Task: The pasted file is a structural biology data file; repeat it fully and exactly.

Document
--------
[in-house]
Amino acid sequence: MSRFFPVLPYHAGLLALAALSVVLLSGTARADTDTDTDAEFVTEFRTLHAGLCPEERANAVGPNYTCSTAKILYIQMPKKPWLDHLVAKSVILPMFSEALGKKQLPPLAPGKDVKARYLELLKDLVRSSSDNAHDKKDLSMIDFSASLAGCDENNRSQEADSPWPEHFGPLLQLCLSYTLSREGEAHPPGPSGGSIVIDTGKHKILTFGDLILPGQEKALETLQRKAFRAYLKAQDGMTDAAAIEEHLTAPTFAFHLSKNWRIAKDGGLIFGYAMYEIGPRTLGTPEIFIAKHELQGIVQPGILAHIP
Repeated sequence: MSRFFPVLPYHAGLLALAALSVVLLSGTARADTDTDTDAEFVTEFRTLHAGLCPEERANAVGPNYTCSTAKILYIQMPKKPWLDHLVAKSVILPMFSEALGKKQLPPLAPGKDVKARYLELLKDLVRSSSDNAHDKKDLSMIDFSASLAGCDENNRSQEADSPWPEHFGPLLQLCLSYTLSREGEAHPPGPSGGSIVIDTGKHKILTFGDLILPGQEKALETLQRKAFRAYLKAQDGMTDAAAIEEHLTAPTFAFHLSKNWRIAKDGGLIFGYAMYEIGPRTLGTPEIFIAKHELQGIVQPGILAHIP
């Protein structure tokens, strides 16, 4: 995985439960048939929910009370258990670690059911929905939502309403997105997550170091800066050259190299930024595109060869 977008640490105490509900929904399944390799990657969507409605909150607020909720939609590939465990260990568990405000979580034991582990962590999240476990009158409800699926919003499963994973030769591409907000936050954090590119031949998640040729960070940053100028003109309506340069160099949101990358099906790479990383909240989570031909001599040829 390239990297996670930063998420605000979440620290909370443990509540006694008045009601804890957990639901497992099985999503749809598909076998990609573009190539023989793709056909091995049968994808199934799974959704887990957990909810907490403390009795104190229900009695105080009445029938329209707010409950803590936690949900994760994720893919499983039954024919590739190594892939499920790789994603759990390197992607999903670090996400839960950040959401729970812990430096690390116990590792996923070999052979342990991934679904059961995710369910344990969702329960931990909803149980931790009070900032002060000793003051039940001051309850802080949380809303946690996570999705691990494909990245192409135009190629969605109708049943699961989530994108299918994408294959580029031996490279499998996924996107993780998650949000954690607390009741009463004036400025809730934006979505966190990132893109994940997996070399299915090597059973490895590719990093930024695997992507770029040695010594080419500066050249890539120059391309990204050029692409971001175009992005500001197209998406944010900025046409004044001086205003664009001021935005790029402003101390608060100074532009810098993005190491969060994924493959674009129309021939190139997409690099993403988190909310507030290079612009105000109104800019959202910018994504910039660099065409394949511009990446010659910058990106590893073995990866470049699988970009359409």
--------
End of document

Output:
[in-house]
Amino acid sequence: MSRFFPVLPYHAGLLALAALSVVLLSGTARADTDTDTDAEFVTEFRTLHAGLCPEERANAVGPNYTCSTAKILYIQMPKKPWLDHLVAKSVILPMFSEALGKKQLPPLAPGKDVKARYLELLKDLVRSSSDNAHDKKDLSMIDFSASLAGCDENNRSQEADSPWPEHFGPLLQLCLSYTLSREGEAHPPGPSGGSIVIDTGKHKILTFGDLILPGQEKALETLQRKAFRAYLKAQDGMTDAAAIEEHLTAPTFAFHLSKNWRIAKDGGLIFGYAMYEIGPRTLGTPEIFIAKHELQGIVQPGILAHIP
Repeated sequence: MSRFFPVLPYHAGLLALAALSVVLLSGTARADTDTDTDAEFVTEFRTLHAGLCPEERANAVGPNYTCSTAKILYIQMPKKPWLDHLVAKSVILPMFSEALGKKQLPPLAPGKDVKARYLELLKDLVRSSSDNAHDKKDLSMIDFSASLAGCDENNRSQEADSPWPEHFGPLLQLCLSYTLSREGEAHPPGPSGGSIVIDTGKHKILTFGDLILPGQEKALETLQRKAFRAYLKAQDGMTDAAAIEEHLTAPTFAFHLSKNWRIAKDGGLIFGYAMYEIGPRTLGTPEIFIAKHELQGIVQPGILAHIP
């Protein structure tokens, strides 16, 4: 995985439960048939929910009370258990670690059911929905939502309403997105997550170091800066050259190299930024595109060869 977008640490105490509900929904399944390799990657969507409605909150607020909720939609590939465990260990568990405000979580034991582990962590999240476990009158409800699926919003499963994973030769591409907000936050954090590119031949998640040729960070940053100028003109309506340069160099949101990358099906790479990383909240989570031909001599040829 390239990297996670930063998420605000979440620290909370443990509540006694008045009601804890957990639901497992099985999503749809598909076998990609573009190539023989793709056909091995049968994808199934799974959704887990957990909810907490403390009795104190229900009695105080009445029938329209707010409950803590936690949900994760994720893919499983039954024919590739190594892939499920790789994603759990390197992607999903670090996400839960950040959401729970812990430096690390116990590792996923070999052979342990991934679904059961995710369910344990969702329960931990909803149980931790009070900032002060000793003051039940001051309850802080949380809303946690996570999705691990494909990245192409135009190629969605109708049943699961989530994108299918994408294959580029031996490279499998996924996107993780998650949000954690607390009741009463004036400025809730934006979505966190990132893109994940997996070399299915090597059973490895590719990093930024695997992507770029040695010594080419500066050249890539120059391309990204050029692409971001175009992005500001197209998406944010900025046409004044001086205003664009001021935005790029402003101390608060100074532009810098993005190491969060994924493959674009129309021939190139997409690099993403988190909310507030290079612009105000109104800019959202910018994504910039660099065409394949511009990446010659910058990106590893073995990866470049699988970009359409």